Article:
Humane Society struggling through difficult period

Dogs and cats don’t worry about the economy, but perhaps they should.

Like almost all other agencies, organizations and businesses in Estevan these days, the Estevan Humane Society is dealing with difficult times and circumstances.

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“This year and last year have been difficult for everybody,” said Jane Howard, the society’s volunteer secretary.

“We’ve reduced public hours, we’re dealing with a large cat and kitten population and we’re trying to get the word out about such things as backyard breeding practices that we’re now seeing a lot of around here that just make it more difficult for all of us,” said Howard. She said backyard breeding programs may sound like the thing to do by owners deciding to place purebred dogs or cats together to produce puppies or kittens that they think will be classified as purebred, too. But, they won’t be, since rarely is the proper certification, practices or registration procedures pursued by the amateur breeder, that will officially verify the offspring as purebred. Too often, she said, the local animal shelter ends up with the end products or the overbred mother dog or cat who has been compromised, or even abused in the process.

Howard said the shelter’s fee structure also needs to be understood insofar as most of the $75 or more adoption fee is refundable after the new owner provides acceptable documentation that the adopted pet has been spayed or neutered. The actual fee is closer to $25, she said and even as low as $15 for some cats and kittens.

The local society still maintains a no-euthanasia policy with the rare exceptions that might involve an animal in such poor health that “putting it down,” is the only alternative. Howard cited a few examples of the shelter’s adherence to the “no-kill” edict by mentioning one dog that was a shelter regular for three years before getting adopted while another dog has been in their care for almost a year while continuing to progress on his socialization skills.

“Now we have to make room for more dogs and, for certain, more cats and we are seeing more of them being relinquished to us because of the local economy. People are moving or they can’t afford to keep their pet, so they come to us.”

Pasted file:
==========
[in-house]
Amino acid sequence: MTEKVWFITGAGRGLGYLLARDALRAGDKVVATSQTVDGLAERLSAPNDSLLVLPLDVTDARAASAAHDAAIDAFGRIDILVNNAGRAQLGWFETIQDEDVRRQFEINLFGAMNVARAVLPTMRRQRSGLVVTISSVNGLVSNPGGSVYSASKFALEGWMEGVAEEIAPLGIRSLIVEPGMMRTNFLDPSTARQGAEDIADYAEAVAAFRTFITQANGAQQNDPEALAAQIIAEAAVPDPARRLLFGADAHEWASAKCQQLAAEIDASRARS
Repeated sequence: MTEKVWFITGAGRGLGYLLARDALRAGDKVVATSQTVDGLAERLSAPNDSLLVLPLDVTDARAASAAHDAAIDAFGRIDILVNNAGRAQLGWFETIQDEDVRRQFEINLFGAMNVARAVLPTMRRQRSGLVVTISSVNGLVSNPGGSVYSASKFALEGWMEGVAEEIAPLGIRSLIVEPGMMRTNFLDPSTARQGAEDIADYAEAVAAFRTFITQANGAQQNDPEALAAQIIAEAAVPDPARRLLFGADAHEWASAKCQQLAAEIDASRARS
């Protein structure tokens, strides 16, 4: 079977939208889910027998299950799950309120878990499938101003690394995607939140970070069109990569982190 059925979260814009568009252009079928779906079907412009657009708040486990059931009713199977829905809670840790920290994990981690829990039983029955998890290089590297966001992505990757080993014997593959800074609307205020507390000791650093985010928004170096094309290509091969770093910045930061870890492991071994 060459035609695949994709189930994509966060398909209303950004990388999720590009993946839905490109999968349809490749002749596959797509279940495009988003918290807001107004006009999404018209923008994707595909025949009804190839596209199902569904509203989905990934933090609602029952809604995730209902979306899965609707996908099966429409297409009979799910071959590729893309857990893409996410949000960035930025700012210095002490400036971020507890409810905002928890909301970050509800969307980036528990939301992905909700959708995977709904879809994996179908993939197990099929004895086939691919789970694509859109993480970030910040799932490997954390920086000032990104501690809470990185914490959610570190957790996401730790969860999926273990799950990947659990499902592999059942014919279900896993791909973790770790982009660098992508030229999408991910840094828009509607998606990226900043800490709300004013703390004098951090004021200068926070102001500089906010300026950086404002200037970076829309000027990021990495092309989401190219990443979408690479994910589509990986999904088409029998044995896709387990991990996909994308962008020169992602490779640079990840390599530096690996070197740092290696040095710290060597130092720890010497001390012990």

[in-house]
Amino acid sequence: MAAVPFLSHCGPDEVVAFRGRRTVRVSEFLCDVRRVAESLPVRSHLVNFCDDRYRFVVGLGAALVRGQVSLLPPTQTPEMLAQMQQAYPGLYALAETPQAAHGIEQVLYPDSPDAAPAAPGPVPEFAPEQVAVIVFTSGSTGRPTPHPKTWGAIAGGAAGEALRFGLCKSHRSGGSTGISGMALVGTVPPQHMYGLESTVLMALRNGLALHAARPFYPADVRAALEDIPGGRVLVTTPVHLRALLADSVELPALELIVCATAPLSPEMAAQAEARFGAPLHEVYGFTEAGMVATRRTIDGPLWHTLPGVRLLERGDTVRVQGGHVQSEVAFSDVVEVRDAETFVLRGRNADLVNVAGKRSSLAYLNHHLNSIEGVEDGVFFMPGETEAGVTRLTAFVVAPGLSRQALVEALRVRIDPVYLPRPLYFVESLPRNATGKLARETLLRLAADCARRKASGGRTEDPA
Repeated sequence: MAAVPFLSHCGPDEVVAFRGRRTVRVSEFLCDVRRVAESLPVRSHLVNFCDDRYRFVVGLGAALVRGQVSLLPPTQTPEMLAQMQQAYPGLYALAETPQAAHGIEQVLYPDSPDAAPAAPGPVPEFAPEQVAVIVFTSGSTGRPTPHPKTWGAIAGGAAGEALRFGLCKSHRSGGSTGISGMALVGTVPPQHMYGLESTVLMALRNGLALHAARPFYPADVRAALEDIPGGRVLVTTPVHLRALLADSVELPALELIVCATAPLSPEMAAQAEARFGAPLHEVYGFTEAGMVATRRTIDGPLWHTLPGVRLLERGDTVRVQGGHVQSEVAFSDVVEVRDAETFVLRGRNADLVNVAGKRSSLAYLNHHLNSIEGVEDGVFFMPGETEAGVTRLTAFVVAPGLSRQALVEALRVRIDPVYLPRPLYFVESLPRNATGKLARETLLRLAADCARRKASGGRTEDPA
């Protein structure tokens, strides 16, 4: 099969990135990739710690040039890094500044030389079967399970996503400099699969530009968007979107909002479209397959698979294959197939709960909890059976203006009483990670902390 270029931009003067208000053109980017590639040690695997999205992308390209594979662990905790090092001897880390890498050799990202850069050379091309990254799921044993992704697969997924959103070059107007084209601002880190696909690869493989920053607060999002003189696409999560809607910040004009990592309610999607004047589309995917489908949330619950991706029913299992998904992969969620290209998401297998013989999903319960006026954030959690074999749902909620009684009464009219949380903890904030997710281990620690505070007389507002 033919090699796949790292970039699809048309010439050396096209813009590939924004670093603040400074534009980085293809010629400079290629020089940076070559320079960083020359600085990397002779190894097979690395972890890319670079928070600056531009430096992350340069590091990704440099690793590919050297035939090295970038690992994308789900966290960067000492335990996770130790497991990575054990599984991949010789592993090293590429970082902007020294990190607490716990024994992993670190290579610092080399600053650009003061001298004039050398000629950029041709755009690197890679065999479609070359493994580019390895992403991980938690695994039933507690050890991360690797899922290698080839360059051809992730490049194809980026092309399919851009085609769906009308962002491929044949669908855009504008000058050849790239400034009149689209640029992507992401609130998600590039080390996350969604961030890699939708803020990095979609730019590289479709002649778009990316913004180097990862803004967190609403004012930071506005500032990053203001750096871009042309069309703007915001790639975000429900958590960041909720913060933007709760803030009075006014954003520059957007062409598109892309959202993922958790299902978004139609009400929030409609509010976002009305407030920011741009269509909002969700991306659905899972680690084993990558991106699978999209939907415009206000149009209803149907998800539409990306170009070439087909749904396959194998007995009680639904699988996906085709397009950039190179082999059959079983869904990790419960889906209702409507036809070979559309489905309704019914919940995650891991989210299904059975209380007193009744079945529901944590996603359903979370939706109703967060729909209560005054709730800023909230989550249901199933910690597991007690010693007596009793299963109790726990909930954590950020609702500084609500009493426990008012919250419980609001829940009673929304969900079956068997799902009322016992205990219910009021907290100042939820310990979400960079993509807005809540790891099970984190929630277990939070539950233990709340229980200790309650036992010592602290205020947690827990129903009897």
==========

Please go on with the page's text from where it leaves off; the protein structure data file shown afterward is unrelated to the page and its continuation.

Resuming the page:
Because of the need for fresh funding for an increased animal population, the Humane Society is planning a pretty aggressive activities calendar for the rest of the year.

One of their key events, the annual Dog Jog is being bumped up to June 4 this year and it will be held in Rotary Park located in the Souris River Woodlawn Regional Park and it will include a smoker cook-off competition, among other things. Shelter board members, volunteers and participants are “out there getting pledges rounded up right now,” said Howard.

“We are seeing some fantastic support, the community we believe, is still with us. Kids are donating their birthday funds that they ask for on behalf of the shelter in lieu of personal birthday presents. We’re also holding a Cupcake Day and in August there will be an Art Day to support the shelter, then in September, we’re planning on a Steak Night fundraiser. We have to be out there,” she added. “Even if you just show up to say hi, buy a hot dog and carry on, it will help us.” 

The regular team of volunteers have been instrumental in keeping the dogs exercised and keeping both cats and dogs socialized but more volunteers would be welcomed.

“Naturally, we’d always welcome new board members, people who are interested in the welfare of our city’s animals. Just contact the shelter and they’ll connect you to one of us,” said Howard referring to the one nearly full-time employee who has accepted a new 32-hour work week and the four part-time and casual assistants.

“We can’t cut more than that and still take care of the animals. We have cut public visiting time, but the regular washings, kennel scrubbing and feeding and exercising has to continue. A lot of that is done by volunteers, as well as, staff and, of course, staff and the board members put in a lot of volunteer time there, too, because we know how important the service is in the community,” said Howard.

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